@clink83: Can you provide some references to indicate this is how the mountainbikers who get paid to go uphill fast set up their bikes? My understanding is the KOPS method is not a prevalent fit technique among pros. If that is incorrect, I would be happy to change my opinion.
  • + 2
 I know people have already spoken on this, but why is KOPS likely to decrease stress on the knee. The only force available to injure ones knee by being outside of KOPS in either direction is gravity, and how will gravity hurt my knee. The only problem I have have ever experienced from being forward on a mtb is more pressure on my hands in the flats and needing to adjust and figure out my hip rotation. I have a knee with a few surgeries under it's belt and it had no clue I was sitting forward of KOPS.
  • + 2
 @Chris97a: It's not about gravity, it's about how the range of motion of the joints and the stress in tendons. By purely coincidental relationship, if the knee was ahead of the pedal spindle at the horizontal forward position, there could be elevated stress on the front of the knee - and vice versa.

Imagine, for example, that you kept your saddle and bar in their current positions, but your BB was moved somewhere ridiculous, like the bottom of your head tube. There would be a lot of strain on your lower back and hamstrings as they stretch just to reach the pedals, let alone apply power. You can see how the relative positions of your hips and feet could lead to stress and injury.

It was by coincidence that, in a particular era of road riding, the typical position of riders produced lowest stress on the knee when their knees were roughly over the pedal spindle at the horizontal forward position. Unfortunately, this coincidence was misinterpreted as a causal relationship.
  • + 4
 @clink83: yeah, but xc isn’t just about being fast on steep climbs. There is also a fair amount of time on flatter terrain at 20 mph where aerodynamics play a part. The upright position with a tall stack height on a long travel bike just robs you of watts at those speeds. When you average over 15mph, aerodynamics aren’t trivial. A lower front end works fine with more traditional SA as you are balanced back off the hands. If you throw a 76-78 SA with a low front end, your hands would have too much weight on them and your quads would get overworked. It’s all about the balance. But on the steep climbs, the xc and road pros slide forward on the seat (on the rivet) effectively increasing SA to keep the front end down. There is some variability in xc pro position, Shurter prefers a slammed low front end while someone like Fumic is more upright.

The other trend that I think goes with steep SA is the more rearward cleat position or flats that many people on longer travel bikes prefer, effectively shifting the steep SA closer to KOPS.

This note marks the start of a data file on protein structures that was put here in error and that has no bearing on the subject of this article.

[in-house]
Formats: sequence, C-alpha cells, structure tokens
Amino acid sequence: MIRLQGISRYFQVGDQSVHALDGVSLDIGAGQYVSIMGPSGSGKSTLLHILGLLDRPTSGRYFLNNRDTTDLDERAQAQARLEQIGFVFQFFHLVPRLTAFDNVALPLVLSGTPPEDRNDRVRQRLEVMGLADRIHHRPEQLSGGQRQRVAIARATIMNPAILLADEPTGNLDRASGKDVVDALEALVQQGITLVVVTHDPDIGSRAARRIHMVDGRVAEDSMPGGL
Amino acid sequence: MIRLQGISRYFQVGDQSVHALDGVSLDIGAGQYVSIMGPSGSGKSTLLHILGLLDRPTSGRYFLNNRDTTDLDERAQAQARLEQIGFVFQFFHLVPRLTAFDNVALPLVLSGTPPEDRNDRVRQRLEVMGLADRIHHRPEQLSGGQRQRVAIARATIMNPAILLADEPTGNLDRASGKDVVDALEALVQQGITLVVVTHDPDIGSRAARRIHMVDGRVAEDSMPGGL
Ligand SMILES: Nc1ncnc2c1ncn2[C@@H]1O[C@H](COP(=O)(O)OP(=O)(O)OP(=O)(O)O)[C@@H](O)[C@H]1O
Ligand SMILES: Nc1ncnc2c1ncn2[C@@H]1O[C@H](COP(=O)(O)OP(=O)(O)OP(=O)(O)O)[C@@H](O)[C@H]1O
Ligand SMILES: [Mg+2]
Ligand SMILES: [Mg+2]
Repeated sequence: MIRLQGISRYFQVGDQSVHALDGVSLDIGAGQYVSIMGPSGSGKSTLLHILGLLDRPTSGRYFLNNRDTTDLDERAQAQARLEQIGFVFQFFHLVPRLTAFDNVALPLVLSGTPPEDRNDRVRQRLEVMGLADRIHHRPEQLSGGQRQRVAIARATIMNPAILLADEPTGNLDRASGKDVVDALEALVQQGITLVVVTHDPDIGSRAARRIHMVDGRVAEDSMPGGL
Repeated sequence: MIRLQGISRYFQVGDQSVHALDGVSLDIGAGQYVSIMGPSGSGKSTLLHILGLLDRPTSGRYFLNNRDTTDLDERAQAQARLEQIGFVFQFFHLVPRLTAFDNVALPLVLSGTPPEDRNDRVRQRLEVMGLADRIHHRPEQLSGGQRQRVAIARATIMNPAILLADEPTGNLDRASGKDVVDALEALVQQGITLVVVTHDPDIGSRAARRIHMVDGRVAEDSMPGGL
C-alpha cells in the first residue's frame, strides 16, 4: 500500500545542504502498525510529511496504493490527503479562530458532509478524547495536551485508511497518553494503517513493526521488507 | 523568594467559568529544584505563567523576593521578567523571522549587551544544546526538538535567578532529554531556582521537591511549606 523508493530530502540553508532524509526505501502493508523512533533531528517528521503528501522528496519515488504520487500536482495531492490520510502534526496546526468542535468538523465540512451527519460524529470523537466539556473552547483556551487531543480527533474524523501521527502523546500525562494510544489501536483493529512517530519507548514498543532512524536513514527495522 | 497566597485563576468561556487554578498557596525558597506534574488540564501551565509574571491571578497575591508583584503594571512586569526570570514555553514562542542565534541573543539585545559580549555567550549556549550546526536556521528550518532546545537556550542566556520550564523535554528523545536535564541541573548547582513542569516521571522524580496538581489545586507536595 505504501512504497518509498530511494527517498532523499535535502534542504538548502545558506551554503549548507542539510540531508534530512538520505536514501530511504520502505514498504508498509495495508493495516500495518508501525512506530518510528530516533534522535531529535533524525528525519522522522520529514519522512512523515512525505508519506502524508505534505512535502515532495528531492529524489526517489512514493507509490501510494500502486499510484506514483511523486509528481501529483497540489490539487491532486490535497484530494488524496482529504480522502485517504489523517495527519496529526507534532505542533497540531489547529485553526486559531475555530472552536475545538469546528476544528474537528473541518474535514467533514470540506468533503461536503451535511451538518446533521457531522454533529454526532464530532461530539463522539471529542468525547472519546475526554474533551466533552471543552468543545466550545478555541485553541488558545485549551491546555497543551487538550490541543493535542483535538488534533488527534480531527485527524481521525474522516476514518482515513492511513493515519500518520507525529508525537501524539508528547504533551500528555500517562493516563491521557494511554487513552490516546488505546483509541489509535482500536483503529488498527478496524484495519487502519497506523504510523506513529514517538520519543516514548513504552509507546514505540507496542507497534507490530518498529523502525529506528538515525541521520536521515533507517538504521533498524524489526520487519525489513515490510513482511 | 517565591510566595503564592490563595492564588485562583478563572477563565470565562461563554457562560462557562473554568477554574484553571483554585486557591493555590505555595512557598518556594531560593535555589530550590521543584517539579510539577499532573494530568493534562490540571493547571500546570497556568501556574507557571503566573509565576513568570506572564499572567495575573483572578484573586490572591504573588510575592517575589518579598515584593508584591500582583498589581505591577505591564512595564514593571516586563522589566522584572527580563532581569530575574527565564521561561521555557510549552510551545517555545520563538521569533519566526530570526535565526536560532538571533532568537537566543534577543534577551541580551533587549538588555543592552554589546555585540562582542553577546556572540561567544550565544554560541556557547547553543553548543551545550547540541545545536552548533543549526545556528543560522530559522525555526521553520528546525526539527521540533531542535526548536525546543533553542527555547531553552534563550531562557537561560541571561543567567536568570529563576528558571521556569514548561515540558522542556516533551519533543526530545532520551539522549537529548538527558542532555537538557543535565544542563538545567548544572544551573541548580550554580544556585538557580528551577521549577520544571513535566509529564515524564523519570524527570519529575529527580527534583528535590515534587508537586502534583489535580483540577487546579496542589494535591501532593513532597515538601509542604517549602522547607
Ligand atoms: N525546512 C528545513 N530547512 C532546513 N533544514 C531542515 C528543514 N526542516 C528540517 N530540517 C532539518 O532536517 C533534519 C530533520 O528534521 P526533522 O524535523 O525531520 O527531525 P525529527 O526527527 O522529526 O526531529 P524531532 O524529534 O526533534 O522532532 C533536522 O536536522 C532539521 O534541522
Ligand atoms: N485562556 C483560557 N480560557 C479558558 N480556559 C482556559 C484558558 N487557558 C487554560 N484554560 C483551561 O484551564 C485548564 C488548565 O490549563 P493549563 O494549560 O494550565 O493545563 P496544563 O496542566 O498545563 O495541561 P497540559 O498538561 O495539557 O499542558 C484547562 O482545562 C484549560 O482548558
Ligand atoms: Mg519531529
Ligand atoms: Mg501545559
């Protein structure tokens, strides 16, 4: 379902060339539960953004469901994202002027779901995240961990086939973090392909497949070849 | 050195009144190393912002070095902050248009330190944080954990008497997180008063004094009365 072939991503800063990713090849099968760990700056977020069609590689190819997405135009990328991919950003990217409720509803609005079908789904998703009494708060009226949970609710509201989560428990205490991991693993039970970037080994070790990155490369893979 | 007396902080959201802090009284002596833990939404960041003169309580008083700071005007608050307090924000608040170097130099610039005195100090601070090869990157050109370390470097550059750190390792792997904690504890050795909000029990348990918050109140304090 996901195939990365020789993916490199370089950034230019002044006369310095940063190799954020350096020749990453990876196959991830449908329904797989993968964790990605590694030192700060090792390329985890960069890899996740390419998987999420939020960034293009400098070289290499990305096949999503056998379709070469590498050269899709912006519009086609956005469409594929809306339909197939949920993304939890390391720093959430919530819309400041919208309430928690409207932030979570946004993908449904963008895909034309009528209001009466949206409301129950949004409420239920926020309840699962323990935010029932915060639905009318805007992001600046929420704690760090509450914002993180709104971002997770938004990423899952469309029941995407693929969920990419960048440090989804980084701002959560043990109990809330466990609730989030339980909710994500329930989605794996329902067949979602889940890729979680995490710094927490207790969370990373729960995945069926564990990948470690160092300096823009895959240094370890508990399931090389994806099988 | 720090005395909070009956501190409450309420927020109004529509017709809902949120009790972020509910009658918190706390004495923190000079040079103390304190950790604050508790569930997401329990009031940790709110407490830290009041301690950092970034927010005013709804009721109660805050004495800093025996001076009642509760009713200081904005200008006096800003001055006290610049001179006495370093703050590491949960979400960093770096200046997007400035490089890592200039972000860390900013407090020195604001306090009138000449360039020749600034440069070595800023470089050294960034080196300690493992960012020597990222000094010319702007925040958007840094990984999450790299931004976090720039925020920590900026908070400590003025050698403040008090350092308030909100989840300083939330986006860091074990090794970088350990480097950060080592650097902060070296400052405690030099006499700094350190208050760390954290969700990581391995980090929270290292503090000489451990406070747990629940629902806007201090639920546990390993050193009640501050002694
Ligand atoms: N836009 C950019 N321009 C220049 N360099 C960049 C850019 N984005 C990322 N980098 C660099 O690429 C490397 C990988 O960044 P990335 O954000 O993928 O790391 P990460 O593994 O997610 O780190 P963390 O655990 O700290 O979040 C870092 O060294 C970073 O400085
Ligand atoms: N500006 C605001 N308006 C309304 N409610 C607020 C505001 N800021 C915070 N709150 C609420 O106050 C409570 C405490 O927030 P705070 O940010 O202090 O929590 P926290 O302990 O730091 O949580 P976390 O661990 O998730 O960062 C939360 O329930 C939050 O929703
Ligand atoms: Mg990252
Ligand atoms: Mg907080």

On the other end of the spectrum on a road bike with a slammed 130-140 stem, many pros ride with a seat slammed fairly back and it climbs fine, but are comfortable in the drops for hours. Phinney has this setup.
  • + 3
 2002 called and wants their KOPS back...
  • + 1
 @R-M-R:
What is providing the additional stress into the knee.

Moving forward on the bike changes levels of force on other parts of your body like your back and arms. It also changes your hip angle. If you make this one change but left every other part of your bike for the same you will likely have some problems, but not with your knees.
  • + 1
 @Chris97a: That's getting outside my area of expertise. I just know it happens, not as much *how* it happens. To give it my best shot, though, I've experienced a little of it myself when my hips were too flexed (hips too far behind the BB, though that's using dangerously KOPS-like language to describe it!). My hamstrings weren't flexible enough for that position and other muscles had to pick up the slack. Developed tendonitis at the inner head of the gastrocnemius, which I understand to be not uncommon, along with irritation of the hamstring.

Similarly, a very open hip position (hips forward, relative to BB) can reduce recruitment of the hamstrings and glutes, putting more demand on the quads. Patellar tendon issues are the common result.
  • + 3
 @tlilly: I used to do professional bike fits. It's 100% BS. We measured the customer and put the measurements into some fancy looking formulas, but the formulas also had 4 or 5 completely subjective parameters which would allow you to get any fit you wanted, and then the customer would ride the fit on a trainer and we'd adjust until they felt comfortable, which made it even more subjective. In the end setting proper seat height and cleat position is important to not wreck your knees and everything else is 100% subjective depending on what feels comfortable to you, as long as your body doesn't have any weird asymmetries. If you're a road racer, aero position can be important too, but outside of that it all boils down to what's comfortable for you. Rich people ate that shit up though, so easy to sell a $250 bike fit to the casual Saturday coffee and scone ride crew as if it's going to make a difference on their 14mph avg speed road ride.